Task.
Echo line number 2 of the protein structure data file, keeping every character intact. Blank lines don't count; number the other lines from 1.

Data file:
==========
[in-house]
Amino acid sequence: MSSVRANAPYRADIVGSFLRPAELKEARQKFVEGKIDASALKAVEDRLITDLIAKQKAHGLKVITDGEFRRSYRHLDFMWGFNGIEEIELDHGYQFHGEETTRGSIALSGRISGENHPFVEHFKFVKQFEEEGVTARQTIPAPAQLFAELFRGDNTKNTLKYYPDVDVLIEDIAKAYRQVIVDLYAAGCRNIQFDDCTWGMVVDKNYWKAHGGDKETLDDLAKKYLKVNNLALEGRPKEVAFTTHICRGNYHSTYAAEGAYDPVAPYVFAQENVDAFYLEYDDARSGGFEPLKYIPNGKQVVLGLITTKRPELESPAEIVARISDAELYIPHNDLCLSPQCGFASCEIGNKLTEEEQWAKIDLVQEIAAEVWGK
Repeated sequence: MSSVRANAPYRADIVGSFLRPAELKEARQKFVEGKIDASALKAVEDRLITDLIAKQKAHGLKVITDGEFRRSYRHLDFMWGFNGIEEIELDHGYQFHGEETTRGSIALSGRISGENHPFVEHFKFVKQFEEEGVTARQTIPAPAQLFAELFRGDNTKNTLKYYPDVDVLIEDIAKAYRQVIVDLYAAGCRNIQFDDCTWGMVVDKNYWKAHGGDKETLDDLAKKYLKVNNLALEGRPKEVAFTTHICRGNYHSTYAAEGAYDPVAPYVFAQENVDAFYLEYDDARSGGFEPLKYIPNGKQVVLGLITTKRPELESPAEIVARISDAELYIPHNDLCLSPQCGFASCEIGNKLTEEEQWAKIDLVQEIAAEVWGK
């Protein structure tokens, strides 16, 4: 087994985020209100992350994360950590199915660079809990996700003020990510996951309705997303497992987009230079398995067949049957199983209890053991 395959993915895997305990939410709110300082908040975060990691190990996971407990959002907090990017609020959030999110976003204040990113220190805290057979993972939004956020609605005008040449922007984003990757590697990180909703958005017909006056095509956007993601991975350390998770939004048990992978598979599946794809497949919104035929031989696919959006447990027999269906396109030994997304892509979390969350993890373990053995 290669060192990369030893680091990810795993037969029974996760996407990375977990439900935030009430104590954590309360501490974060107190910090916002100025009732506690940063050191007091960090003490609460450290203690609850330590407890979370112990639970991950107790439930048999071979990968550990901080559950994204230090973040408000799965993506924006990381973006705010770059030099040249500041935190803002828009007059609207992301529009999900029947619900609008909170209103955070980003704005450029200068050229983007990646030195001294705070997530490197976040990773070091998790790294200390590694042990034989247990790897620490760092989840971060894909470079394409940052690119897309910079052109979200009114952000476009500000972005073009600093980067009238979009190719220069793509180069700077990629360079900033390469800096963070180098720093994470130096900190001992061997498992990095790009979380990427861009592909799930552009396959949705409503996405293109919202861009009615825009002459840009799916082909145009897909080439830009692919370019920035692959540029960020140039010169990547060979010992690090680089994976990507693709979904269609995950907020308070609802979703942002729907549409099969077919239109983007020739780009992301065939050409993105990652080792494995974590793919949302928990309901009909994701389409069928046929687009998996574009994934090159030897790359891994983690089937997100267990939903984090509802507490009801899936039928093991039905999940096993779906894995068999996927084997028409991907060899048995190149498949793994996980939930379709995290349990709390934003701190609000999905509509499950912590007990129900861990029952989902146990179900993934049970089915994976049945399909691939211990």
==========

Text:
Amino acid sequence: MSSVRANAPYRADIVGSFLRPAELKEARQKFVEGKIDASALKAVEDRLITDLIAKQKAHGLKVITDGEFRRSYRHLDFMWGFNGIEEIELDHGYQFHGEETTRGSIALSGRISGENHPFVEHFKFVKQFEEEGVTARQTIPAPAQLFAELFRGDNTKNTLKYYPDVDVLIEDIAKAYRQVIVDLYAAGCRNIQFDDCTWGMVVDKNYWKAHGGDKETLDDLAKKYLKVNNLALEGRPKEVAFTTHICRGNYHSTYAAEGAYDPVAPYVFAQENVDAFYLEYDDARSGGFEPLKYIPNGKQVVLGLITTKRPELESPAEIVARISDAELYIPHNDLCLSPQCGFASCEIGNKLTEEEQWAKIDLVQEIAAEVWGK